This is general information only gathered from various resources and is not intended as veterinary advice. Please consult a veterinarian if you have concerns about the health of your dog.
Dogs that are at higher risk for heat exhaustion and heatstroke include breeds with shorter snouts (e.g. Shih Tzus, Pugs, Boston Terriers, Boxers, Bulldogs) and those with weaker bodies like older dogs, young puppies, and ill dogs.
Dogs cool themselves by panting to maintain their normal body temperature (101 to 102.5 F ; 38 to 39 C). Dogs can sweat through their noses and pads but this doesn’t do much to cool them. Overheating can cause severe tissue damage in minutes, affecting important organs like the brain, kidneys, liver, and the digestive system in minutes.
Heatstroke occurs when the dog’s temperature reaches 109 F (42.8 C) or above.
Symptoms can include:
- Heavy panting (often accompanied by a refusal to drink)
- spoon-shaped tongue can be an early sign of dog overheating
- Excessive thirst
- Glazed eyes
- Vomiting and bloody diarrhea
- Bright or dark red tongue, gums
- Elevated body temperature (104ºF and up)
- Weakness, collapse
- Increased pulse and heartbeat
- Excessive drooling
What to do:
Move dog out of heat and to the shade or air conditioning. Keep offering water. Sometimes dogs are panting too heavily to want to pause for a drink, but keep it available for when the dog wants it.
If the dog can stand and is conscious,
- give small drinks of water (too much too fast can cause vomiting)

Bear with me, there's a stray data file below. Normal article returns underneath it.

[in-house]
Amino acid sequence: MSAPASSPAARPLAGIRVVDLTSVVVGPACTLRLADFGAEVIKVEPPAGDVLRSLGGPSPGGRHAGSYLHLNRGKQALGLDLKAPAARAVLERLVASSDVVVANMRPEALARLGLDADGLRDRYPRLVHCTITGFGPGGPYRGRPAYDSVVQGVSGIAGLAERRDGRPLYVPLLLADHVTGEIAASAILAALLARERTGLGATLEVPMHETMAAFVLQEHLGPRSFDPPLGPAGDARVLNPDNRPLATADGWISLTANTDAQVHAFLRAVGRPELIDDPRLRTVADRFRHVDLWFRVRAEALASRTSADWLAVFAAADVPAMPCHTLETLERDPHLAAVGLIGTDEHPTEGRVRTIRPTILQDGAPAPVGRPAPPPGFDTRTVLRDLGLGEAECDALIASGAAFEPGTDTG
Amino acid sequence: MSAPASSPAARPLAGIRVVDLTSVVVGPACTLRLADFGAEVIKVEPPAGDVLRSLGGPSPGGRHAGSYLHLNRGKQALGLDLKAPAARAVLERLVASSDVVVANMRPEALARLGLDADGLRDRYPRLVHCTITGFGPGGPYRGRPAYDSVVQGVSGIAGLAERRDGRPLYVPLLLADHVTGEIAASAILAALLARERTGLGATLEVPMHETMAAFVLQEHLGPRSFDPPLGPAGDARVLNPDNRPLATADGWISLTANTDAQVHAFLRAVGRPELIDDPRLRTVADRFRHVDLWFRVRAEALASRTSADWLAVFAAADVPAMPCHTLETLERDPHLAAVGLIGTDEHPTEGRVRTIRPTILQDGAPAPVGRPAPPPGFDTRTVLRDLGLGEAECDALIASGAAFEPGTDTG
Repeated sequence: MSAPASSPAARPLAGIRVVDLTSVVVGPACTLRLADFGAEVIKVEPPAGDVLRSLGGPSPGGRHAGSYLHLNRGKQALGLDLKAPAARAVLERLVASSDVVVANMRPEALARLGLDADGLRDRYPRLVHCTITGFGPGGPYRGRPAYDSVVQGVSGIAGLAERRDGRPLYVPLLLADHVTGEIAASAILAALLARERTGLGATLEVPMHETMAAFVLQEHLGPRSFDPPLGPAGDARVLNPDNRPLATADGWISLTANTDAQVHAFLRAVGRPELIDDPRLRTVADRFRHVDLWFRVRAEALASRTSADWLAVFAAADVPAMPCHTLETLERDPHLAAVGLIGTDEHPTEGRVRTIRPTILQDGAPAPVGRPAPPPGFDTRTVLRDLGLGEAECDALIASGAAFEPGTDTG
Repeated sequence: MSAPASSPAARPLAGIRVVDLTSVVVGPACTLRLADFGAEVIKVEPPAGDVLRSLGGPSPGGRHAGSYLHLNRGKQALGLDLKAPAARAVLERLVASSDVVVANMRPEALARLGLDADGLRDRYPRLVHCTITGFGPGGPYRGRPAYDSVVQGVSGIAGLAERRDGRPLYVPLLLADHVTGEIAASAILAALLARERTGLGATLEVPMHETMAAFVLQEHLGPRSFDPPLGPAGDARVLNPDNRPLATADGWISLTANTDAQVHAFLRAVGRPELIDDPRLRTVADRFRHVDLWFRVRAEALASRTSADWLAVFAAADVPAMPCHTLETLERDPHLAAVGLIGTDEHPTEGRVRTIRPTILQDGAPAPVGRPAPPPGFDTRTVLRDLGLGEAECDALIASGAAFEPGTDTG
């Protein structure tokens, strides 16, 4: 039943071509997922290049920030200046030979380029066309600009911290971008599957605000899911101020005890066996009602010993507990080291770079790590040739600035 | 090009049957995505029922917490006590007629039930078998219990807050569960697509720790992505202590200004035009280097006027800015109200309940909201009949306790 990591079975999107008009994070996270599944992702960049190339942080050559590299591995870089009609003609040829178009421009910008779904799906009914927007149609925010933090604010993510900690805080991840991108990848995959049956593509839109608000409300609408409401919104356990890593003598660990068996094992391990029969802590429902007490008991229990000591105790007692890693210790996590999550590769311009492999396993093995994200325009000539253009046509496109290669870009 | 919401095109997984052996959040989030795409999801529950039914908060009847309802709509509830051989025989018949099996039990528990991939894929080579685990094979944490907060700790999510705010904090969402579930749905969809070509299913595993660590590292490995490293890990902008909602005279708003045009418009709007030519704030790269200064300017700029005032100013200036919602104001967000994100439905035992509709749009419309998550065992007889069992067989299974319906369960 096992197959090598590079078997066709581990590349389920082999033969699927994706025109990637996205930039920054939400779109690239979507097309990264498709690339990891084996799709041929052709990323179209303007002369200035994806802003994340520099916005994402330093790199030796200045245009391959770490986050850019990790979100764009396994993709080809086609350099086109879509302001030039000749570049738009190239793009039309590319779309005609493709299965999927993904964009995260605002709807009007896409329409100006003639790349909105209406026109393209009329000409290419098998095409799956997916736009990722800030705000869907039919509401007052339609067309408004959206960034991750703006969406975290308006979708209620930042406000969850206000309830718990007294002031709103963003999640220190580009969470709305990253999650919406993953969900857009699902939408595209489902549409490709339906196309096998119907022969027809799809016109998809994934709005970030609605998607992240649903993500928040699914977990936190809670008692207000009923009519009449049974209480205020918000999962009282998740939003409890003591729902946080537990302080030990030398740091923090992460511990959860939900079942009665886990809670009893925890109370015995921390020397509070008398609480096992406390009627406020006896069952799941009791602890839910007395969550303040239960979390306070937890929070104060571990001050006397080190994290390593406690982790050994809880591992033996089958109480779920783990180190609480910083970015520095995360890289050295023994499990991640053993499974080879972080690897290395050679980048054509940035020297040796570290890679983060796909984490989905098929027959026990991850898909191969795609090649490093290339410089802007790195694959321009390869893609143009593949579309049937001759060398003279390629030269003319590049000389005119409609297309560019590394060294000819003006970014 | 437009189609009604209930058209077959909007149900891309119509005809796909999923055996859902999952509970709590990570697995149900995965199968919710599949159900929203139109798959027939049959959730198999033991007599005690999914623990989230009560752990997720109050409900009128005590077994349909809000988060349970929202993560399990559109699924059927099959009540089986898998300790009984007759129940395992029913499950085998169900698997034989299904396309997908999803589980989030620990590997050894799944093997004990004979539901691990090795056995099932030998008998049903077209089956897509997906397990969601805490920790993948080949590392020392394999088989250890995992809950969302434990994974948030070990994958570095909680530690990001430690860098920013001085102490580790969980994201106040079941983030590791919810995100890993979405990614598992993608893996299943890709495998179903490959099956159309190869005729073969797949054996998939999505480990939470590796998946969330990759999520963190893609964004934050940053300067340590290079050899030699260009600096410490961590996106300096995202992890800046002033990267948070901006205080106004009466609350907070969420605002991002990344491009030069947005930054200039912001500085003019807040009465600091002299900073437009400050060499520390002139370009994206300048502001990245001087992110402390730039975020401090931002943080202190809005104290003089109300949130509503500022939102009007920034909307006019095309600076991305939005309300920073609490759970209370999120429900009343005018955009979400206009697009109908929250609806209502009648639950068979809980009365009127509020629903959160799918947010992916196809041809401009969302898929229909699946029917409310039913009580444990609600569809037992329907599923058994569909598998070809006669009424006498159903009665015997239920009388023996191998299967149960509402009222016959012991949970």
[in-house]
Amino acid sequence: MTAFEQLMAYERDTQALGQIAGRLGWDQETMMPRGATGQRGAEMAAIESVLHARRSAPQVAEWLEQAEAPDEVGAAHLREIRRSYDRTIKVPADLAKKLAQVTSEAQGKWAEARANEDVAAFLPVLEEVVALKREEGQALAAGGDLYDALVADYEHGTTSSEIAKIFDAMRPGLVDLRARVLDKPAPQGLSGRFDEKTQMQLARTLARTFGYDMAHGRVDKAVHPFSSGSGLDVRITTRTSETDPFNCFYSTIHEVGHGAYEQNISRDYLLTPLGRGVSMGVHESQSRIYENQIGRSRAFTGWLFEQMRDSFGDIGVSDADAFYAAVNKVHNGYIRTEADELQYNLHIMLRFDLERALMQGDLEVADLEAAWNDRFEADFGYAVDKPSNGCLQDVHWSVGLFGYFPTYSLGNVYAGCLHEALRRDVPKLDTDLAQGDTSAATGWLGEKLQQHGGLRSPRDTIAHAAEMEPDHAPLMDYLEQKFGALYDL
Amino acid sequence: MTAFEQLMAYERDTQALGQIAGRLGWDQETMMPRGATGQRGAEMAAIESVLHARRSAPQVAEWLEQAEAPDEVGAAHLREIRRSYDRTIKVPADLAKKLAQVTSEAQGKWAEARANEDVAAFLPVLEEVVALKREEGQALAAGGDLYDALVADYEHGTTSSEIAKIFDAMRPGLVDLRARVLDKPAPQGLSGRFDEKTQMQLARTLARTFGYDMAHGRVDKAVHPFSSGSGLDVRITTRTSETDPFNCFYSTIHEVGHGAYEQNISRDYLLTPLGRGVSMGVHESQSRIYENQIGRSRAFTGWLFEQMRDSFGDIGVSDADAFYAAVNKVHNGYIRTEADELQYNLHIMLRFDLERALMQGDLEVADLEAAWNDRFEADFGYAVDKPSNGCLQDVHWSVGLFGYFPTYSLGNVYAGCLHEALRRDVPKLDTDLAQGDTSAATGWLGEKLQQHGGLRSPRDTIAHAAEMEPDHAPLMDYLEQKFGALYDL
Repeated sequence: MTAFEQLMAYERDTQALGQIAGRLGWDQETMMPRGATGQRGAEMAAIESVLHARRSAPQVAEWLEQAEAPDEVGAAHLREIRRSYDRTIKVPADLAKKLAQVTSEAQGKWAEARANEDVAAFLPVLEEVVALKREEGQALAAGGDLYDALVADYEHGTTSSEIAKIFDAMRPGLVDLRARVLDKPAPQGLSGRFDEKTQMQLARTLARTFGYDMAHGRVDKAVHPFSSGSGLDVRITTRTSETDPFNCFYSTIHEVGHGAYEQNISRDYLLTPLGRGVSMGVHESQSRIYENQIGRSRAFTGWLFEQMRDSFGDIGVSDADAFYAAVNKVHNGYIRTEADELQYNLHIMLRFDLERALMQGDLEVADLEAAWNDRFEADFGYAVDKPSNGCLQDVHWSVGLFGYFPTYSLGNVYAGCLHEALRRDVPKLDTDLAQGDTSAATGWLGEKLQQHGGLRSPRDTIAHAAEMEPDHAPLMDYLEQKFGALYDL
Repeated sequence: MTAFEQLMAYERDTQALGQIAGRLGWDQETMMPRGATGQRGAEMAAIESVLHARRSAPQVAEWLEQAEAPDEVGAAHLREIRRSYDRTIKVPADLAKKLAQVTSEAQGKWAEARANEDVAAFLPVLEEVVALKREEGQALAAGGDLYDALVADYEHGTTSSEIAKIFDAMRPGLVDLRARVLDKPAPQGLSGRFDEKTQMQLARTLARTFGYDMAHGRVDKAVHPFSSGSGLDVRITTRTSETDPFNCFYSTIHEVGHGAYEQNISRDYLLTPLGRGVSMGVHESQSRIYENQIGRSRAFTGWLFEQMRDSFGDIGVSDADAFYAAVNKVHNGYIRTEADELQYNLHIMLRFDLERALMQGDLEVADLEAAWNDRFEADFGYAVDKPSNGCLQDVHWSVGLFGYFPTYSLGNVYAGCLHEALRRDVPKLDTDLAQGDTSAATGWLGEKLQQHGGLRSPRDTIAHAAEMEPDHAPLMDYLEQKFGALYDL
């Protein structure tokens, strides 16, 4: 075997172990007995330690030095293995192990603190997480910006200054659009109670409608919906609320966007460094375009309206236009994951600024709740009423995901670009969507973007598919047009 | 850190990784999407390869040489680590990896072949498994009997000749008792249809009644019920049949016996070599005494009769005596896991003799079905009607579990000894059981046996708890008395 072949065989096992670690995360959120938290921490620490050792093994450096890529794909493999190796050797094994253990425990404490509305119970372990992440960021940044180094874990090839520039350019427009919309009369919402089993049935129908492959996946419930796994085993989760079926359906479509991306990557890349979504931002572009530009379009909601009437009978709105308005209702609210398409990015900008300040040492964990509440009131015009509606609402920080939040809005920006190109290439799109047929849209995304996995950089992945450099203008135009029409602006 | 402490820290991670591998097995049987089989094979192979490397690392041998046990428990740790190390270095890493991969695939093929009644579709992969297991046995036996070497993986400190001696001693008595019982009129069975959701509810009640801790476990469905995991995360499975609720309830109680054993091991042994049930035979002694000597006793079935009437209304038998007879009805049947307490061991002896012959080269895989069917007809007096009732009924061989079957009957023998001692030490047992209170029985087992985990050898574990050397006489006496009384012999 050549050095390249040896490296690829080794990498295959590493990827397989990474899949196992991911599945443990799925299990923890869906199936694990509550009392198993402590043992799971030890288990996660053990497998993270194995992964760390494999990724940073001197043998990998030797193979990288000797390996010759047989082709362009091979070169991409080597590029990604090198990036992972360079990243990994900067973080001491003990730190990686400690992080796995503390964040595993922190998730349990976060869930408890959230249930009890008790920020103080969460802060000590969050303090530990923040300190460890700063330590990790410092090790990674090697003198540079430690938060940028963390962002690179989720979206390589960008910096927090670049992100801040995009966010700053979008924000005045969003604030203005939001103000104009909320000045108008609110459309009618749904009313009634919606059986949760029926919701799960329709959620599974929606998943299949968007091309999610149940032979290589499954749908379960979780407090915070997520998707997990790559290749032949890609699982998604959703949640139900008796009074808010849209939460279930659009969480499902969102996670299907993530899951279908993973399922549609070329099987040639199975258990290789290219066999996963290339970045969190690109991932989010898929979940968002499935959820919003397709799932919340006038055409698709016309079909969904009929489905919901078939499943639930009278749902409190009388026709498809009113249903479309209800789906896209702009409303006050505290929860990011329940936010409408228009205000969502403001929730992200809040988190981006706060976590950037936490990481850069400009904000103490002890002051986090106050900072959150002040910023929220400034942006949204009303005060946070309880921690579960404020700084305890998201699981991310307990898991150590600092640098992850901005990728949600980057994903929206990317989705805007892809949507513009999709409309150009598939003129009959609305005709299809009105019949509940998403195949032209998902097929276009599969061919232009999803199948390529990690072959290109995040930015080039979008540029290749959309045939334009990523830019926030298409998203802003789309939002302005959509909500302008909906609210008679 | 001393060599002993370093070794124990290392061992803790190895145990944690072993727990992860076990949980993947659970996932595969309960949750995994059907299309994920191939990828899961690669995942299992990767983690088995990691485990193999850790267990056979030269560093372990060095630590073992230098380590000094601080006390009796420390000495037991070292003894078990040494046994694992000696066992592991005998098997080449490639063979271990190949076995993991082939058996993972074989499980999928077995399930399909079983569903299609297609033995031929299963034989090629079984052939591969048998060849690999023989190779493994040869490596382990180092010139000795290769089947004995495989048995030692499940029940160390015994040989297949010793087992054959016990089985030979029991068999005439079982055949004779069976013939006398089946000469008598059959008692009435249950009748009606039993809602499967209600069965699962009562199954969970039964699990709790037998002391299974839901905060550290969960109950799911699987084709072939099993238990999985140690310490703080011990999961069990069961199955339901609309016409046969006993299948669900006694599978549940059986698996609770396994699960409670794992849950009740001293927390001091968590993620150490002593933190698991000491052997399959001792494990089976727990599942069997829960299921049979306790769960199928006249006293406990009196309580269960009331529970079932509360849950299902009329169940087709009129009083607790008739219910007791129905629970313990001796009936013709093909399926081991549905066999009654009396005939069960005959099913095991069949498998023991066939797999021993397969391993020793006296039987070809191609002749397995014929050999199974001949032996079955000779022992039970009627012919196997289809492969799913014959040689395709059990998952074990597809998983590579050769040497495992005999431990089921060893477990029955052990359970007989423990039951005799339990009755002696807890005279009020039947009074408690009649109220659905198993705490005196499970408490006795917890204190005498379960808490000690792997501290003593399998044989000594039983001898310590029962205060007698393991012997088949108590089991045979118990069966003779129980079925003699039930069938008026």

- Take temperature. If the dog is 104 F (40 C) or lower, continue to monitor temperature
- contact vet for further instructions even if dog seems recovered
If the dog cannot stand, seems unresponsive, or if the dog is having seizures:
- confirm the dog is breathing it has a heartbeat
- stay with dog (don’t try to immobilize a dog having seizures, just supervise to keep the area around the dog clear to avoid injury to the dog and anyone nearby; time the seizure and observe details that your vet may ask you about)
- notify vet that you are bringing in the dog
- begin to cool the dog gradually with COOL water (NOT COLD water) by placing wet towels or gently pouring COOL (NOT COLD) water on belly area, back of head and the underside of neck. Do not pour water into dog’s mouth.
- DO NOT PUT DOG IN A POOL OR TUB OF COLD WATER
- Take dog’s temperature. If it is at 104 F (40 C) or lower, STOP THE COOLING PROCESS (to avoid risk of blood clotting or temperature dropping too low)
- Take dog to vet ASAP even if the dog seems to be getting better
PREVENTING HEAT EXHAUSTION & HEATSTROKE:
- Provide LOTS of fresh, clean water at all times.
- On warm days, dogs outside should have access to shade.
- There is mixed opinion on the effects of “summer haircuts” (not suitable for all dogs). It has been suggested that in order to protect the dog’s skin from the sun, the dog’s fur should be trimmed no shorter than an inch (a few centimetres).
- Exercise dogs during the coolest parts of the day. Stay in the shade when possible.
- 32 C or hotter, dog should be kept indoors.
- Limit exercise or play sessions; keep them short; take lots of breaks to cool down.
- The heat from the concrete or asphalt can overheat your dog (and burn paws).
- Never put dog in a hot vehicle (parked or being driven). It’s better to leave the dog at home where it’s cool and there is fresh water to drink.
- Cooling Vests for dogs may be an option. The Whole Dog Journal shares some feedback on these vests (halfway through the article).